By Francis Aboagye-Nyame, Program Director, SIAPS
On Friday, December 12, over 500 partners from the global health community will come together to commemorate the first Universal Health Coverage (UHC) Day. Although marking the day is new, support for the concept has been building for several years – and momentum for it continues to grow. Dr. Margaret Chan, Director of the World Health Organization, framed it as “the single most powerful concept public health has to offer.”
Put simply, UHC is the idea that every person, no matter where they live, should have access to quality health services without risking financial hardship.
But accessing quality health services is only half of the equation. Every person should also have available to them medicines that are affordable, safe, effective, and of assured quality. An estimated one-third of the world’s population does not have access to the medicines and health products that they need.
Even when medicines are available, many patients in low-income or marginalized groups find they are unable to afford treatment regimens, forcing many to make the impossible choice of abandoning treatment or falling into poverty for obtaining the care they need. In India alone, increases in total out-of-pocket spending on health, including medicines, forced an estimated 39 million people into poverty.
It is imperative that as we increase our focus on making UHC a reality, we must also ensure widespread, equitable access to medicines, diagnostics, and health supplies.
While strong supply chains are essential to expanding access to medicines, investments to strengthen pharmaceutical systems as a whole are also needed to ensure that access is equitable, sustainable, and country-led.
Infusing support throughout all levels of the health system – from the development of national-level legislation and guidelines to the provision of high-quality, patient-centered pharmaceutical care – ensures that the interrelated and interdependent factors that affect access to medicines are addressed in an integrated and coordinated way.
With this view toward systems strengthening, the USAID-funded SIAPS program is identifying ways in which expanding access to medicines may be integrated into the context of larger UHC efforts. Often, the medicines-related components of UHC are referred to as medicine benefit programs.
Toward this effort, SIAPS, along with other partners, convened two major meetings for global stakeholders to discuss and consider programmatic challenges in designing and implementing medicine benefit programs. These discussions have highlighted experiences from countries at many different stages of UHC roll out and, importantly, have spurred the ongoing development of guidance documents and key considerations to inform efforts to expand access to medicines through medicine benefit programs.[box]Key considerations for integrating medicine benefits into UHC:
- Developing medicine benefit programs that are evidence-based
- Exploring public-private partnerships for cost and quality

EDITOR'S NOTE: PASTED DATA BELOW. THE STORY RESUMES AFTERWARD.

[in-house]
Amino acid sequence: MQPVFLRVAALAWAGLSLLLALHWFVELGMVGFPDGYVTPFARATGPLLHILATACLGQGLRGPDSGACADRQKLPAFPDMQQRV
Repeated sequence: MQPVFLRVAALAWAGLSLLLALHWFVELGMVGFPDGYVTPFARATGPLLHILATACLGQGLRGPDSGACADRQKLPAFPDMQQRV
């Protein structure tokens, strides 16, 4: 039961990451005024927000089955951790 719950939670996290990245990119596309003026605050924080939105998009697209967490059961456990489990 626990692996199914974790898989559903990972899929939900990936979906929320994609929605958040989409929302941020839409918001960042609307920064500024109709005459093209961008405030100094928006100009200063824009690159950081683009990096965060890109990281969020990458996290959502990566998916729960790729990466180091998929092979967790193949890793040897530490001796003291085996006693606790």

- Using information for decision making across systems and stakeholders
- Strengthening governance structures
- Engaging policy makers and civil society though advocacy[/box]
For example, despite decreasing levels of external development assistance, the government of Namibia is exploring ways of implementing UHC programs nationwide to extend coverage to the 85% of the population not currently covered by existing health plans. Through an in-depth assessment, SIAPS helped to review Namibia’s current medicine benefit programs and health insurance schemes and identified several ways to expand health services to additional populations by diversifying funding mechanisms, creating greater systems efficiencies, and incentivizing the rational use of medicines.
By working together with countries to evaluate potential options, assess program gaps, and identify system weaknesses, SIAPS is working to support countries in developing innovative strategies that can help integrate the medicine benefit component into UHC programs while promoting the principles of inclusion and equity.
Although advancing UHC may be among one of our greatest global health challenges, successes are already being achieved in many low- and middle-income countries. This progress, along with the growing momentum for UHC, provides an unprecedented opportunity to strengthen health systems and expand access to medicines for marginalized populations globally. And, by considering access to medicines as part of the UHC equation now, we can ensure that in the future, patients will have access to not only the health services they need but also to the life-saving medicines that can protect, improve, and restore their health.
Because health is a human right for every person, everywhere.
Correction, December 29, 2014: This post was updated to reflect the following: In India, increases in total health out-of-pocket expenditures–not only out-of-pocket spending on medicines–pushed about 39 million people into poverty. For further explanation on this data, read this article from The Lancet.